I also highly recommend this documentary - and yes, the pearls were gorgeous.
Duchesse said…
Margie: I did link to the TVO site, among others, because with TVO it can be up one day and down the next. As of now, a full version is also on You Tube.
Madame Là-bas said…
I watched the show on Knowledge Network in British Columbia a couple of weeks ago. I believe that there is a series of biographies of women actors. Leslie Caron is so pretty at 85!
Venasque said…
That was lovely. Thank you for the suggestion. The pearls are lovely too - she's so elegant.
I hope that I can find it online here too...she is a lovely woman.
Thank you for sharing this today...I am stuck in with a cold and could use a distraction!
A fabulous french femme wearing gorgeous pearls sounds like just the thing!
Mary said…
I have the documentary saved on my DVR because I want to watch it again. While much was not said about parts of her past, some mystery is not a bad thing in a time where social media types actually think we care about what they had for breakfast (we don't). In fact, she reminded me of an encounter I had in an airport when I was about 19. The woman was older, well-coifed, elegantly dressed and altogether delightful. We were both waiting for an international flight that was extremely late (in the days before you had an app for arrival updates). We met at the arrivals board and started chatting when we realized we were waiting for the same delayed flight. She was waiting for her buisnessman husband; I, for my parents. We ended up talking for several hours. She shared a little of her history (fascinating), as well as a few tidbits on marriage and getting older (she was probably in her late 60s). The one thing I have never forgotten was her saying, that in marriage one should always remain a little mysterious. It wasn't necessary to reveal everything about oneself. Not that one should be sneaky or lie, but to hold onto something of yourself. And, I remember, as she pointed out her husband coming through the arrivals door, watching his face and the pure joy he exuded upon seeing her again. It was clearly mutual. As she said, a little mystery is not a bad thing. Not for her and not for Ms Caron.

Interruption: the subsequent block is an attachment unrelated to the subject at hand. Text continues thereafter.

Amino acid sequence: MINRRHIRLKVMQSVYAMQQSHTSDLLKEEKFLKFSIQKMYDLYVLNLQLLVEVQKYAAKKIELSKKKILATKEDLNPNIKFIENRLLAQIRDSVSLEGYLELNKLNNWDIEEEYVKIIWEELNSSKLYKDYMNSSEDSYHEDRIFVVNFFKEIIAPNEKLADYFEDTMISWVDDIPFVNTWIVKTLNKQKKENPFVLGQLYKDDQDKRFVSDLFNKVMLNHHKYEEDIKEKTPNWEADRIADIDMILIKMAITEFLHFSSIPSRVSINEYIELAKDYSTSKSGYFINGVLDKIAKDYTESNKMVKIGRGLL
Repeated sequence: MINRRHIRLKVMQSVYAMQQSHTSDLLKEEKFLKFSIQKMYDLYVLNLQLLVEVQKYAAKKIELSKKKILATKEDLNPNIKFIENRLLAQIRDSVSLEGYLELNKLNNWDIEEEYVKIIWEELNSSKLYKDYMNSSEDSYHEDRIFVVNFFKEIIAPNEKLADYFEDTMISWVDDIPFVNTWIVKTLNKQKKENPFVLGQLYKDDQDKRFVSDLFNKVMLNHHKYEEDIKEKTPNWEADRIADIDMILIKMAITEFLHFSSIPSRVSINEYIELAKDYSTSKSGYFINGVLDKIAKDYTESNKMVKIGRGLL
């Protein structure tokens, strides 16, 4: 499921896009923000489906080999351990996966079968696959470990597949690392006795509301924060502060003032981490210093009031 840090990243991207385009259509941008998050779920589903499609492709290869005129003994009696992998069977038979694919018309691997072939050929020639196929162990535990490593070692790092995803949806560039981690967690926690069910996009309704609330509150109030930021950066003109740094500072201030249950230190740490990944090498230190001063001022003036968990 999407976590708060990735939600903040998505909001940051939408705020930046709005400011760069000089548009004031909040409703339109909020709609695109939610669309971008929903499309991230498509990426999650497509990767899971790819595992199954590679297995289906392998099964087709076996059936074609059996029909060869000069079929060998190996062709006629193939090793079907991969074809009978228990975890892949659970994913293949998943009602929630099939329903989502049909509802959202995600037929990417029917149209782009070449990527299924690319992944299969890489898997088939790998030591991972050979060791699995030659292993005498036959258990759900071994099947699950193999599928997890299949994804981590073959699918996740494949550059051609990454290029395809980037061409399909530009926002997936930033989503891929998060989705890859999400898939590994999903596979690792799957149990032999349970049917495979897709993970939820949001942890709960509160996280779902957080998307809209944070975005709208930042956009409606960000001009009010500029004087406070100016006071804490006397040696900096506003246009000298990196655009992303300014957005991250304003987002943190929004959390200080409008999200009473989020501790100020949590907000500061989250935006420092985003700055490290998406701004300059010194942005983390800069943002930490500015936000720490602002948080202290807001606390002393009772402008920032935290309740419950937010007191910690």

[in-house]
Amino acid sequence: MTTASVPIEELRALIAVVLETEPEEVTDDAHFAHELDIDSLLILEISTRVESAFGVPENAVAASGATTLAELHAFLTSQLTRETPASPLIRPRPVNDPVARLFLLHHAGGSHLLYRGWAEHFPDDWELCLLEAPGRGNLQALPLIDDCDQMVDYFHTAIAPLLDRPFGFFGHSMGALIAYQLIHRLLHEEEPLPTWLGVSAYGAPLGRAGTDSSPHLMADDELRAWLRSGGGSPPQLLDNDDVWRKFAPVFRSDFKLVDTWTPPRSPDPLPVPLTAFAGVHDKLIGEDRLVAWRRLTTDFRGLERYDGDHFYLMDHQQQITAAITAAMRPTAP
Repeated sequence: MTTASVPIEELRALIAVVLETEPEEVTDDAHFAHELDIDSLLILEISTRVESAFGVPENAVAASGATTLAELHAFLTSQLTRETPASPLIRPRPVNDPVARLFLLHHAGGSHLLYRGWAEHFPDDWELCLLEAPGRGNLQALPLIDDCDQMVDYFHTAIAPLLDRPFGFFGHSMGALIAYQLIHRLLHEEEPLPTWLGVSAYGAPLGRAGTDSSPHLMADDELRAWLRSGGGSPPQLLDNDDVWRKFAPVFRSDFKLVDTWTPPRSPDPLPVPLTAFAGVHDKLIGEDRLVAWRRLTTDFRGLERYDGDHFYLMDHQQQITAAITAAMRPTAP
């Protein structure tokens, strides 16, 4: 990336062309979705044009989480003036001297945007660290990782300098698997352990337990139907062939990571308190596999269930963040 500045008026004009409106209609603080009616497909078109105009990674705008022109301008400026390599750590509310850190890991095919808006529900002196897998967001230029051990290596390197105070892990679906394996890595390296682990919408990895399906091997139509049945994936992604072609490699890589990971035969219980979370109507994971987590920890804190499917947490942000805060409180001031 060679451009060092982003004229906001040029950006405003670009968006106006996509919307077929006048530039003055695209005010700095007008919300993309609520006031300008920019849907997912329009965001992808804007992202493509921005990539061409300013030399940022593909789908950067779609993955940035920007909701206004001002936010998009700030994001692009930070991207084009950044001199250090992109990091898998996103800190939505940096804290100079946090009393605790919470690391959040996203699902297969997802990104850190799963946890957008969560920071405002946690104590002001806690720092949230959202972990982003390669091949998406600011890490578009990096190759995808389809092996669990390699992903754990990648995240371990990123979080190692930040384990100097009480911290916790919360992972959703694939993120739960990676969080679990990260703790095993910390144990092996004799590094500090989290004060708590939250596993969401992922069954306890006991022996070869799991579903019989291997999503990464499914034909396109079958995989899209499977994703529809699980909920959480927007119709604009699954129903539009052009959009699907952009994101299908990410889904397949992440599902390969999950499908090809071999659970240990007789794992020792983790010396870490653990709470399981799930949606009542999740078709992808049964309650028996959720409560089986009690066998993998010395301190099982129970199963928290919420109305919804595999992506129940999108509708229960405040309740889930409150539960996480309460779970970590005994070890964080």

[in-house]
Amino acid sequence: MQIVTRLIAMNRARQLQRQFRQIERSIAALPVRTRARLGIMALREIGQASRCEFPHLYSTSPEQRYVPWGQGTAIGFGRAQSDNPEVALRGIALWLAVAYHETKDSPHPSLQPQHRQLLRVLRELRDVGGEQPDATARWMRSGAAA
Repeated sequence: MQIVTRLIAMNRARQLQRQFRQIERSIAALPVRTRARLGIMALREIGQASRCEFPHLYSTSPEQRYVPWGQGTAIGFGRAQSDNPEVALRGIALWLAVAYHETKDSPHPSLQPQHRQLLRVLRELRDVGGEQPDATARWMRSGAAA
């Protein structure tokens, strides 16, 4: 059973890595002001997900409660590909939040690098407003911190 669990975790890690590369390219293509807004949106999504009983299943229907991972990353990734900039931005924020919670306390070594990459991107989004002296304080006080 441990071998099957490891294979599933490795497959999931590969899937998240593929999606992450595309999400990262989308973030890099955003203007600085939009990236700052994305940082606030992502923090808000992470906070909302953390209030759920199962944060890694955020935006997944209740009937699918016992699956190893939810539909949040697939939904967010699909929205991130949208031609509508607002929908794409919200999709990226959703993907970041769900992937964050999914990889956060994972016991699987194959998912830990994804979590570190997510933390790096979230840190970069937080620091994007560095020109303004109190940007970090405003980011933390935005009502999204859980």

Duchesse said…
Mary: I agree, yet...40 years without any sense of life in France seemed to me something else. I wondered if it was connected to bitterness about not beingbwelcomed by the industry there. I learned from research that, for example, she was co-owner of an inn in Burgundy. And her daughter is a well-regarded artist in Britain.
The story of your encounter is wonderful. I suspect those conversations were deeper than nearly anything possible from a Facebook
Laura Jantek said…
Thank you so much for posting about this interview. Really enjoyed it! Great sense of style. Lovely "simple" haircut! Nothing like a really good cut!
Sandra Sallin said…
Oh, goody. I can't wait to find this documentary. So looking forward to her pearls.
LauraH said…
Sounds interesting, if a trifle cryptic. Lately I've been more attracted to documentaries than fiction movies. Life Itself (about Roger Ebert), Iris (about Iris Apfel) and The Wrecking Crew (session musicians in 50/60/70s LA) were all very enjoyable, exploring worlds that I would otherwise never encounter.
Susan said…
Thank you for this post! I find that the video is available free to Prime members on Amazon in the United States.
Duchesse said…
Susan: Thanks for providing another source; I imagine quite a few readers are Prime customers.
The TVO link seems to work fine, at least for now. It will be fun to watch this during the strange days at the year's end. She is lovely and reminds me of a relative who lived to 102!

Happy Solstice!